Paul’s epistle to the Corinthians initially stands on its own among the four readings in terms of subject matter. The topic circles around the themes of Christian unity, the varieties of Christian experience, and the power of the cross to transform our lives. The interplay of unity and diversity is crucial in most mainstream and some primarily evangelical denominations. Different denominational factions within the United Church of Christ, Episcopal, United Methodist, Presyberian Church (USA), and Disciples of Christ, wonder if they have anything in common, including Christ. Many Christians, like myself, experience more common ground with the spirituality of Dalai Lama, Thich Naht Hanh, Martin Buber, or Abraham Joshua Heschel, than with many of our more conservative brothers and sisters in the faith. While this greater affinity with persons of other spiritual traditions may be a sign of spiritual stature, the reality of alienation within our own faith is also a cause for mourning and confession rather than celebration.

Perhaps, our inability to live with diversity within Christianity is a result of our inability to place God at the center of our faith. The “foolishness of the cross” reflects the divine “foolishness” that embraces friend and foe alike. The nearness of God’s reign calls us to become persons of stature who see the highest values of different theological and spiritual perspectives as we seek to affirm and grow in our own perspective on God.
It is a test of spiritual stature to see “something good” in certain conservative religious leaders and televangelists, but God is at work even in their ministries, seeking the “best for the impasse” and bringing forth “good fruit” even from problematic theological positions. Could God be luring Pat Robertson or Kenneth Copeland to greater stature in the same way that God is inspiring us toward a more mature and inclusive faith? Our theological and ethical disagreements should not prevent us from recognizing that these persons, and others with whom we disagree, provide help to many persons in need.

Perhaps, our ability to acknowledge, even if we can’t fully embrace the value of contrary theological positions is ultimately a matter of trusting God and going beyond our fears. If “God is my light and my salvation,” I do not need to fear the success of, or conflict with, other Christian paths. Surely in the multi-billion year, multi-billion galaxy, universe, we are all looking in a mirror dimly. While God’s transforming presence surely motivates our own Christian quest, no one, including progressive Christians, can fully claim God’s truth or healing touch.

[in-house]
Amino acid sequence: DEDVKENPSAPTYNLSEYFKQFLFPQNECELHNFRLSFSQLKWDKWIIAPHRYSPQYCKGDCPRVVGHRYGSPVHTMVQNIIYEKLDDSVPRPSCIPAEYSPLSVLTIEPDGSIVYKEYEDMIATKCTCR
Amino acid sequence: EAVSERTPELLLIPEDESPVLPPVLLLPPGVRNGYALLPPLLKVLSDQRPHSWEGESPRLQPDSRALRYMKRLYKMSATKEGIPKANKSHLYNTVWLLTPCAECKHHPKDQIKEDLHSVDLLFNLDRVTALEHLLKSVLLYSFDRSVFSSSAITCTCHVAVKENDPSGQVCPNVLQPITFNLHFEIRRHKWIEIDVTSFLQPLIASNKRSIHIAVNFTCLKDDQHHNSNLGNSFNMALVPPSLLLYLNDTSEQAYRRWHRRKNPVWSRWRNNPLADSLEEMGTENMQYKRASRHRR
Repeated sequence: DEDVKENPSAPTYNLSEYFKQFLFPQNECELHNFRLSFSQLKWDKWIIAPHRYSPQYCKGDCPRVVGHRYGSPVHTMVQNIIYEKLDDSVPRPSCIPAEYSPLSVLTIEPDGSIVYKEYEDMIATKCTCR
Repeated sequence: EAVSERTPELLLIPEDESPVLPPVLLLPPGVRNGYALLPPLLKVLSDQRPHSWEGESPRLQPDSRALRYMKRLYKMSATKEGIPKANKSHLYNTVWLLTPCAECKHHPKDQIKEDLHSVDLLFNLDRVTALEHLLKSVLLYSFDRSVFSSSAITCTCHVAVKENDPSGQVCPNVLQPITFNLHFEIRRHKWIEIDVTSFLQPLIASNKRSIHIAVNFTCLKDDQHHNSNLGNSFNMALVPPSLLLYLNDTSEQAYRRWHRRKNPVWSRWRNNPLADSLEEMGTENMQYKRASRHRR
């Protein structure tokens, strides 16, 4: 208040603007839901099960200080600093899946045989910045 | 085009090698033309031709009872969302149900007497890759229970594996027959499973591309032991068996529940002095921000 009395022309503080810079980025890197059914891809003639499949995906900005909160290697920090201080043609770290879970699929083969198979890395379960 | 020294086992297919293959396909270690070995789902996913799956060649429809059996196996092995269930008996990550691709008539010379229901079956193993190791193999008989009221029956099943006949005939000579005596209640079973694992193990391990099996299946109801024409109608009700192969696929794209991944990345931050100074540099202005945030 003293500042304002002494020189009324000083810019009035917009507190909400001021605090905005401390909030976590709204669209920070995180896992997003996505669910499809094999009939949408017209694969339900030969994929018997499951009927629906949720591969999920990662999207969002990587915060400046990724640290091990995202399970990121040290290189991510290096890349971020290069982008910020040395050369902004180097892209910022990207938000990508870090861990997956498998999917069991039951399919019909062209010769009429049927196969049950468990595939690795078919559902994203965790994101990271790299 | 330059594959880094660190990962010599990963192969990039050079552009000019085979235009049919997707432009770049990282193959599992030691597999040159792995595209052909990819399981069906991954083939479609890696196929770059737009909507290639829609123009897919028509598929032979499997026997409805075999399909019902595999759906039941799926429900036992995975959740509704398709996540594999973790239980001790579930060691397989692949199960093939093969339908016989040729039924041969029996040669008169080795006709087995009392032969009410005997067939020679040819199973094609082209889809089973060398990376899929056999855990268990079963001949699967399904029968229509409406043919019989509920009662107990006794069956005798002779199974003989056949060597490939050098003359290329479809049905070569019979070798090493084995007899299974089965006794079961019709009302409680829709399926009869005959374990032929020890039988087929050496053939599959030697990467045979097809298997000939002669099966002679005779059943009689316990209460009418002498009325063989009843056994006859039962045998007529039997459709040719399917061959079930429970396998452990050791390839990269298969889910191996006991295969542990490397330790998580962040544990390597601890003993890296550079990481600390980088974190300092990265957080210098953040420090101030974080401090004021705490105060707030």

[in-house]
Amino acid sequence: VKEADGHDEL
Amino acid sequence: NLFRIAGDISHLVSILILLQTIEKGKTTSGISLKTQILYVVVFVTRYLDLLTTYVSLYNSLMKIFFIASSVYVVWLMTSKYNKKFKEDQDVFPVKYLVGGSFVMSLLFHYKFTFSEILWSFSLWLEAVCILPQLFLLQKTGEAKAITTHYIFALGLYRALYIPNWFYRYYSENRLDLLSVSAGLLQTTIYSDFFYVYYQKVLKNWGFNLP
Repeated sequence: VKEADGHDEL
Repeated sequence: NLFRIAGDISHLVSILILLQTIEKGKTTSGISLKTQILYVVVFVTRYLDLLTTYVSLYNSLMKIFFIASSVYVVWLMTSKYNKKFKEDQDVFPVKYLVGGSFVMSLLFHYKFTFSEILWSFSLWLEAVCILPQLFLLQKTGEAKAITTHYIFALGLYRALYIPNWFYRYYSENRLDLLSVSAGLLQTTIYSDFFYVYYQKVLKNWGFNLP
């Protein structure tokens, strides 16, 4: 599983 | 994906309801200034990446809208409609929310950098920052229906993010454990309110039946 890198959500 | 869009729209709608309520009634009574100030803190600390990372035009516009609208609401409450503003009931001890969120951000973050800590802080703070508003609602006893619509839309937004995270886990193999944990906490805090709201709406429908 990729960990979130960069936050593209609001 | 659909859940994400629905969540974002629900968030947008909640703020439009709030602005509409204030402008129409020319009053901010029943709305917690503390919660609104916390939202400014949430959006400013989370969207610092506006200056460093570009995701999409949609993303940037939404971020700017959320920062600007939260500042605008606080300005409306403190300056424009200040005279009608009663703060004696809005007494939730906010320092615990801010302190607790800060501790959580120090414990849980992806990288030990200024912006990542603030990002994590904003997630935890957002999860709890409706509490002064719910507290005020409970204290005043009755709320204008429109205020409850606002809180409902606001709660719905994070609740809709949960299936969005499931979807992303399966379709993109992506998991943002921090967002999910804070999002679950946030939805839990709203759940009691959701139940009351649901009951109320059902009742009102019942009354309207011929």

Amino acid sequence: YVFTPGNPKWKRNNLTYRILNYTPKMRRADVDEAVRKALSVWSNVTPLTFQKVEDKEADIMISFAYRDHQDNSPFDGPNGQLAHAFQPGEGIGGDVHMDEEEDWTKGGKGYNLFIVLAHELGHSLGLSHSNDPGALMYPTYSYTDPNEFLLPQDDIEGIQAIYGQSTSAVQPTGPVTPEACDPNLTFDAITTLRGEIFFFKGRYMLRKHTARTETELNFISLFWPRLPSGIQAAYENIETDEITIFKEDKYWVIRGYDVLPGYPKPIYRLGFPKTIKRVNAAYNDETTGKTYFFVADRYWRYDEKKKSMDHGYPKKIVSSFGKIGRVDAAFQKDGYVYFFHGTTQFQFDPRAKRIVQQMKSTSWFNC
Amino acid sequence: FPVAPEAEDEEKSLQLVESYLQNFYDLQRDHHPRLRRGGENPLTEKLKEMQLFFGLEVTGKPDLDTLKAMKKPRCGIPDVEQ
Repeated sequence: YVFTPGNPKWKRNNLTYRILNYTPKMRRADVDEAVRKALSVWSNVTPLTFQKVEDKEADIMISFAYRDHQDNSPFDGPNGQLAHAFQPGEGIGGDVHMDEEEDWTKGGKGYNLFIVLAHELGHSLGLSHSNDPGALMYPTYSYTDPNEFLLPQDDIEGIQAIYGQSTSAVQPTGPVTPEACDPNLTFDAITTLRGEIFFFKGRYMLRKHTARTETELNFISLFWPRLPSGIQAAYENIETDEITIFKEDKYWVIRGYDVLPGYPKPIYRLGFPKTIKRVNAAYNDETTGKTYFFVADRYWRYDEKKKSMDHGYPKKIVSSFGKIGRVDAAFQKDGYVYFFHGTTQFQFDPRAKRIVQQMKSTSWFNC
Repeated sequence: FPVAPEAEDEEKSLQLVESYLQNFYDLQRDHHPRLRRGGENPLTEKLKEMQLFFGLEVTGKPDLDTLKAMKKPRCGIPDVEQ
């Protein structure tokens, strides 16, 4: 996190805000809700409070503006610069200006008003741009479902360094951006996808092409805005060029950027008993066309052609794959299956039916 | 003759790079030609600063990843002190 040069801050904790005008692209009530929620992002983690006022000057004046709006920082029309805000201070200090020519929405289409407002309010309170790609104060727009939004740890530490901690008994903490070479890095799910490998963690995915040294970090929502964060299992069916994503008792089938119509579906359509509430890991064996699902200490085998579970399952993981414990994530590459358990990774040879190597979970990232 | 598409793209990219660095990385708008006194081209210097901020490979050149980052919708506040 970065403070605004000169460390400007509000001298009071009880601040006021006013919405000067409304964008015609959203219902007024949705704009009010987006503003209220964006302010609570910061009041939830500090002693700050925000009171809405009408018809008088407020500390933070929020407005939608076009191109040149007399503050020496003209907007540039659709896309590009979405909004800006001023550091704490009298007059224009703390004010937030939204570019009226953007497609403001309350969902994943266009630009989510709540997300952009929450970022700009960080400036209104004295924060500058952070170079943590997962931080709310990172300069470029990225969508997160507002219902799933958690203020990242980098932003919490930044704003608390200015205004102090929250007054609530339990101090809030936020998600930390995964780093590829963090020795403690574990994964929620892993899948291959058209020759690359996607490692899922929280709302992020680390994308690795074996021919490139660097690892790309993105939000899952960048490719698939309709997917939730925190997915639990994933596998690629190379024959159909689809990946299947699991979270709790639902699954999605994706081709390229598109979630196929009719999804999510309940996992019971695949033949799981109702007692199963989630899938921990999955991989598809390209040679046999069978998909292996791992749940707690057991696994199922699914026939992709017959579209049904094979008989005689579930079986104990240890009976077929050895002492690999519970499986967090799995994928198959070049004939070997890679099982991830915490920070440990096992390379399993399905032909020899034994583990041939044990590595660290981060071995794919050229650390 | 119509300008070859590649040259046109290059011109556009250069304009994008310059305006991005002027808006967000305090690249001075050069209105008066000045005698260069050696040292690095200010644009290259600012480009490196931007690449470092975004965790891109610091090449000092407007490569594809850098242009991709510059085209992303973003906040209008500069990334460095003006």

Paul does not deny the value of the many paths of Christianity and their respective leaders. Indeed, Paul recognizes divine inspiration in each path. That sense of global, divine inspiration, embodied in particular theological paths, guided Paul’s quest for Christian unity and serves as the inspiration for our own openness to the diversity of Christian experiences as well as the gifts of other religious traditions. While all Christian paths may be revelatory, no one path is sufficient, nor should any path claim ultimate truth. Our stature in the faith comes from recognizing our limitations and seeking the truth of God in its many diverse forms.

Bruce Epperly is Professor of Practical Theology and Director of Continuing Education at Lancaster Theological Seminary. He is the author of seventeen books, including Holy Adventure: 41 Days of Audacious Living and Tending to the Holy: The Practice of the Presence of God, written with Kate Epperly, and selected as the 2009 Book of the Year by the Academy of Parish Clergy. He can be contacted for conversation, lectures, seminars, workshops, and preaching engagements.